Going through a separation or a divorce usually takes a large emotional toll, especially if there are kids in the picture. Add in the factors around splitting up assets and divvying up child responsibilities and you have a recipe for a pressure cooker. However, with the help of experts who understand the law, you will have someone on your team who can help navigate you through this difficult situation.
Amy Davies, lawyer at non profit family law firm New Way Lawyers, shares the common mistakes people make when going through a separation:
1. Not understanding that what you came into the marriage with, does not necessarily solely belong to you when you split
One of the most challenging things that splitting couples struggle with (other than the issues around the children) is that often when there is a separation, all of your assets, even the ones that you had before the marriage, get put under the microscope. Even with a pre-nup, if the person who you are divorcing decides to claim a share in your assets, it is something that can end up in court. If you are worried about anything asset wise when splitting, make sure you address it with your lawyers so they can help structure a plan so that you can get the best deal possible, however be aware that it is possible that assets will need to be split up.
2. Not changing your passwords
Even if your relationship and your separation is amicable, your privacy and confidentiality is imperative. A common mistake is that people don’t change their passwords and then their ex partner gets access to their emails, correspondence and personal information. You want to be able to be as honest as possible with your lawyer and having your partner see information that you have shared if not productive. Change those passwords.
3. Not knowing your important dates and information
It is very important that you write down all of the key dates, ideally in order of incidents and/ or key milestones. For example, if there has been domestic violence incidents, make sure you have the key dates and incidents written down, similarly if you have started a business or bought a house yourself. Have the dates, figures and copies of any paperwork available just incase they are needed.
4. Not collecting your key documents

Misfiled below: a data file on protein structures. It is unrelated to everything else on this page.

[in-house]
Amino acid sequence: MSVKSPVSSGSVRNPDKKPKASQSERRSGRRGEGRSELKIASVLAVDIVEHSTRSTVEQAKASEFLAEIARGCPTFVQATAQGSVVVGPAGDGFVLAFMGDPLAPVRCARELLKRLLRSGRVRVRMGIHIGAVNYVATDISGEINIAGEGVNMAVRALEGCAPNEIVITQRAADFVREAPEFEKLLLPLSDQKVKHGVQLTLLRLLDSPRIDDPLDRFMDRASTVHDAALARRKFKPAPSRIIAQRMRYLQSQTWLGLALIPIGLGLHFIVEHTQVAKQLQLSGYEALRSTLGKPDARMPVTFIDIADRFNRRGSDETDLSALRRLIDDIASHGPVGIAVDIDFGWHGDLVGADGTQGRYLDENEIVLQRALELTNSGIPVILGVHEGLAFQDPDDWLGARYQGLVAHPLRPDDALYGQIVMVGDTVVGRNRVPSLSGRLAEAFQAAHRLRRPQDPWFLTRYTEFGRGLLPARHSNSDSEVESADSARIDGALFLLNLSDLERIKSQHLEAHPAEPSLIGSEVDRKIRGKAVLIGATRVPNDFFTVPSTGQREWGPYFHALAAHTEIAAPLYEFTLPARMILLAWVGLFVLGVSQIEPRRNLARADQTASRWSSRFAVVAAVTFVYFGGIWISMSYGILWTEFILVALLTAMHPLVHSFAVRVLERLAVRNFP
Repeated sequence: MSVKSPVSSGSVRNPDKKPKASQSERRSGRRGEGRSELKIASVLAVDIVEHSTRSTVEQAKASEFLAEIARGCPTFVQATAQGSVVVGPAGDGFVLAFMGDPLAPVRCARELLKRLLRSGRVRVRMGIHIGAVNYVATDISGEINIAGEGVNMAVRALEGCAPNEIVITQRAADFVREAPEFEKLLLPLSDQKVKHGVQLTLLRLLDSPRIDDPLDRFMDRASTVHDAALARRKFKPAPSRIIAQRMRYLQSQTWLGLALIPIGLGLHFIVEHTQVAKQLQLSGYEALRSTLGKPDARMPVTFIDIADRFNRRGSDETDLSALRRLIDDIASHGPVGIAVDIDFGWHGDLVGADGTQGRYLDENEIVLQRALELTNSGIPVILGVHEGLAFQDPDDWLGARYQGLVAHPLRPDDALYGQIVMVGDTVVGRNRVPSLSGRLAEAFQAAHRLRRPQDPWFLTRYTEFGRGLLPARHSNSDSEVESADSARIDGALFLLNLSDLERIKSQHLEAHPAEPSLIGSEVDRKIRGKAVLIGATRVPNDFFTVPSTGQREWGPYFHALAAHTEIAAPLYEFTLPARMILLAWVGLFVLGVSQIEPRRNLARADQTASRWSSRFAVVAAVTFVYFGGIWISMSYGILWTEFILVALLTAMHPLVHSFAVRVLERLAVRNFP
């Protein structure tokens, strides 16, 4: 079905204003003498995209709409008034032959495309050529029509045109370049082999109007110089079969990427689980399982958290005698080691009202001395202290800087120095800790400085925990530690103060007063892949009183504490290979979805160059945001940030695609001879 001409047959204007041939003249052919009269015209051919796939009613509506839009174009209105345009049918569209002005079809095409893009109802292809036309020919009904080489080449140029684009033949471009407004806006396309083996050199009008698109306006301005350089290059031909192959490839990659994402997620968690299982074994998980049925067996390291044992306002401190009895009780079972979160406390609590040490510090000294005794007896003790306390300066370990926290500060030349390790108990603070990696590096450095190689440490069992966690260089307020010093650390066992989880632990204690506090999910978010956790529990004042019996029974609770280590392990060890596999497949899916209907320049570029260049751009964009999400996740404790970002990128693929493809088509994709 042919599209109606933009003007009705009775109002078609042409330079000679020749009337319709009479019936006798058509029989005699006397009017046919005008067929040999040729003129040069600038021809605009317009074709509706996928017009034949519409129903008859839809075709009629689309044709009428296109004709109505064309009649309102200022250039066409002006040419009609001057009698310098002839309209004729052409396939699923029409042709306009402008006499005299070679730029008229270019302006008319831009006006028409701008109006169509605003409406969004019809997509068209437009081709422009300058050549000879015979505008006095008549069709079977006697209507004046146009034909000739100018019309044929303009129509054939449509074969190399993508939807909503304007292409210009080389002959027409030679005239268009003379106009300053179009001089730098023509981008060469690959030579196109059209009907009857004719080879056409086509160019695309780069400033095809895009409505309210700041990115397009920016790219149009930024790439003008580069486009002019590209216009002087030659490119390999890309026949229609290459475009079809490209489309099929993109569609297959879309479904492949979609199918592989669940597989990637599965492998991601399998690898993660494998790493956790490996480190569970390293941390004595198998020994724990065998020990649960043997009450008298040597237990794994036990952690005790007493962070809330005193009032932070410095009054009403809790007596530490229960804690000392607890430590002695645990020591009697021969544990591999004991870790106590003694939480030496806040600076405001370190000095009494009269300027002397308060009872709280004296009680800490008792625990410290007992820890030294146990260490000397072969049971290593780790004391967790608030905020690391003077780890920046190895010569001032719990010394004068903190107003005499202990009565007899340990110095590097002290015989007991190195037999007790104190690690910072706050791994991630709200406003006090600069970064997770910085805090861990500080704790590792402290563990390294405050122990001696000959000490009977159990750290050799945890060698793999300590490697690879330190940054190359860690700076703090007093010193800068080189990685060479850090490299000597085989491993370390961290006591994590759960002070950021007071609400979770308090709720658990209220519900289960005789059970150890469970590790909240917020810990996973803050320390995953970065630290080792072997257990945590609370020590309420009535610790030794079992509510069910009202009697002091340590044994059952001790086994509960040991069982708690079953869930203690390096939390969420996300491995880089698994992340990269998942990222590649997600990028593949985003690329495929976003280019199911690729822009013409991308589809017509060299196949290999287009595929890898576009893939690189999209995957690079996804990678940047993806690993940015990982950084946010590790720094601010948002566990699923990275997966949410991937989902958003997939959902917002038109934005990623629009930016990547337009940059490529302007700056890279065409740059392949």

When separating, you will need a bunch of key documents on hand. Get them together as soon as you can so that you don’t slow up the process. Especially if you are heading into a hearing .
Those documents will be:
- marriage certificate
- birth certificate (and birth certificate of your child/children)
- passport for you and the children
- tax records (tax returns and tax file numbers)
- car registration
- bank statements
- property documents (lease, deeds, mortgage documents)
- superannuation account statements
- investment statements (for example, managed funds, share dividends)
- government benefit documents
It is important to store this documentation securely as all of this information will be crucial in divvying up assets for the split.
5. Not being forthright about your safety
If your safety is at risk, it is important to bring that up with your lawyer as separating with someone who is prone to commotion violence can put you in extra danger and it can also deter you from getting a fair settlement.
You, the police or your lawyer can apply for a domestic violence protection order if there have been instances of domestic violence and you are concerned they will reoccur. There is always help available in these situations and your safety is vital. If you need a protection order urgently, please phone the police on 000 or for non-urgent matters, contact your lawyer.
6. Not checking if your place of work has a program that can help you
While many people going through a separation like to keep it to themselves, there are employee programs that some companies have introduced to help those going through a separation or family issues.
New Way Lawyers, has formulated a new Employee Assistance Program (EAP) that specifically responds to the challenging issues of domestic violence and family law.
Under the EAP, covered employees can meet with an experienced family lawyer and receive tailored legal advice and clear options for how to resolve their individual situation. Employees will also have access to complimentary services such as membership to Lunch with a Lawyer, a free online platform providing legal information, resources and answers to questions about domestic violence and family law and free access to New Way Lawyers client care program. Ask HR if your place of work offers a program like that. The Lunch with a Lawyer FB group is also free for everyone to join regardless.